So, we have spatial curvature described by metric $g_{ab}$ that should satisfy some sort of 'Feinstein equations'. If we assume that those are $$ R_{ab} =8\pi G (T_{ab} −Tg_{ab}),\tag{*} $$ then outside of material bodies ($T_{ab}=0$) we would have $R_{ab}=0$. But in three dimensions Ricci tensor fully defines Riemann curvature tensor since Weyl tensor vanishes identically in 3D. So outside of bodies we have $R_{abcd}=0$, i.e. flat space. Test particle moving outside of material body would be moving along a straight line and so would not feel gravitational attraction. However, this does not mean that such space-time would be trivial. Inside the material bodies the space would be curved, which means that around a body there would be a solid angle deficit (or excess). For example a space outside of a single spherically symmetric body would have a metric $$ ds^2=a \cdot dr^2 +r^2(d\theta^2+\sin^2\theta d\phi^2), $$ with $a>1$ (angle deficit) for positive curvature inside the body or $a<1$ for negative curvature and angle excess. So a system of point-like particles would have a geometry of a 3-polytope (potentially with nontrivial topology) with particles at its vertices.

Presumably, that is all that the textbook would expect from this exercise. However, I am not at all satisfied with 'Feinstein equations' (*). First, they do not have any dynamics outside of possible time dependence of $T_{ab}$, while I would expect equations to include time derivatives of $g_{ab}$. Second, if we only consider spatial curvature, there is no reason not to include derivatives of Ricci tensor, $\nabla_a R_{bc}$ and higher, in equations (in ordinary GR they are excluded since we do not want higher than second time derivatives of metric), so there could be other possible equations as a replacement for GR.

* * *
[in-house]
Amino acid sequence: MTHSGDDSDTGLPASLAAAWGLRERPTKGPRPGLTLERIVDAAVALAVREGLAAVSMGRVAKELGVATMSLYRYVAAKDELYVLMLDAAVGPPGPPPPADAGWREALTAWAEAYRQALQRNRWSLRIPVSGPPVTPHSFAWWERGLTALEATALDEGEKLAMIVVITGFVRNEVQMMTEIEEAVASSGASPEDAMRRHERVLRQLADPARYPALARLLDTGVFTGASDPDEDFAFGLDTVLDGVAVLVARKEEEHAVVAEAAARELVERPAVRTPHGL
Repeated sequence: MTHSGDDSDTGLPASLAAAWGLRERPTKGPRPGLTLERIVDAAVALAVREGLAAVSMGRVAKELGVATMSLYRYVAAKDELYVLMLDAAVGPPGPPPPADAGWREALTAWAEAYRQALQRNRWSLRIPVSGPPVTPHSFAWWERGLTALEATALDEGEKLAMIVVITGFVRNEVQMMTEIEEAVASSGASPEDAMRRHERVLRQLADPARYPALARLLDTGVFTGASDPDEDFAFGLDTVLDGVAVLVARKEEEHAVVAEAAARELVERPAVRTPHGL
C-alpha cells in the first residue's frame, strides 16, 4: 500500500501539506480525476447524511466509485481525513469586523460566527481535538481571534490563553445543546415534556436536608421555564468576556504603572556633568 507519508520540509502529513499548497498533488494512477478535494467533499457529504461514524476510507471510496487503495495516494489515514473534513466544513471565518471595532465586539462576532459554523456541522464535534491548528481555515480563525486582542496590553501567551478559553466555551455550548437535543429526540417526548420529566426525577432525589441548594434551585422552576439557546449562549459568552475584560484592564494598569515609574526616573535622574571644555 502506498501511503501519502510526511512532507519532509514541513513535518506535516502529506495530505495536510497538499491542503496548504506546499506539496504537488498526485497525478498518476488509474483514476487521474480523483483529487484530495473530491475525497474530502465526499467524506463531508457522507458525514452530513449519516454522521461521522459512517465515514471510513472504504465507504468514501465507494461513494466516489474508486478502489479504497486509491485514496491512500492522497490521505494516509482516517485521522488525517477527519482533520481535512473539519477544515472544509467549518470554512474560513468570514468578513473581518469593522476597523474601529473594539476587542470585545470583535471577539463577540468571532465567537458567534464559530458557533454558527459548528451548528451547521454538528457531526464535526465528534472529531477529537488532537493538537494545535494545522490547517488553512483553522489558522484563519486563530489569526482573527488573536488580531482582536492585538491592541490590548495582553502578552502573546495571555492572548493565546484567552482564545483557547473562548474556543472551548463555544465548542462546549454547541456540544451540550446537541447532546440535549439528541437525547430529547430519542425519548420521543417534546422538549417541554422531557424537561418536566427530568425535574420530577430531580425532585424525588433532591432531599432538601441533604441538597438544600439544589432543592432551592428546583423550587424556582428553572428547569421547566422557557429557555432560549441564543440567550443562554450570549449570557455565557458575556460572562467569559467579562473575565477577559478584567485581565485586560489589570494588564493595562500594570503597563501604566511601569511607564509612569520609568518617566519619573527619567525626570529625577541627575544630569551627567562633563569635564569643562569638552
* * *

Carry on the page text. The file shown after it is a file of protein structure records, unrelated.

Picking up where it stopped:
And so there is another interesting model for a general relativity with space and time on different footing, this one with a view toward quantum gravity: Hořava–Lifshitz gravity. This model is written in terms of spatial metric, lapse function and shift vector of the ADM formalism. However, instead of starting with Einstein-Hilbert action, the model achieves power-counting renormalizability by using different scaling for space and time. The resulting theory is explained in original paper:

  • Hořava, P. (2009). Quantum gravity at a Lifshitz point. Physical Review D, 79(8), 084008, doi, arXiv.


We present a candidate quantum field theory of gravity with dynamical critical exponent equal to z=3 in the UV. (As in condensed-matter systems, z measures the degree of anisotropy between space and time.) This theory, which at short distances describes interacting nonrelativistic gravitons, is power-counting renormalizable in 3+1 dimensions. When restricted to satisfy the condition of detailed balance, this theory is intimately related to topologically massive gravity in three dimensions, and the geometry of the Cotton tensor. At long distances, this theory flows naturally to the relativistic value z=1, and could therefore serve as a possible candidate for a UV completion of Einstein’s general relativity or an infrared modification thereof. The effective speed of light, the Newton constant and the cosmological constant all emerge from relevant deformations of the deeply nonrelativistic z=3 theory at short distances.

or a recent review:

  • Wang, A. (2017). Hořava gravity at a Lifshitz point: a progress report. International Journal of Modern Physics D, 26(07), 1730014, doi, arXiv.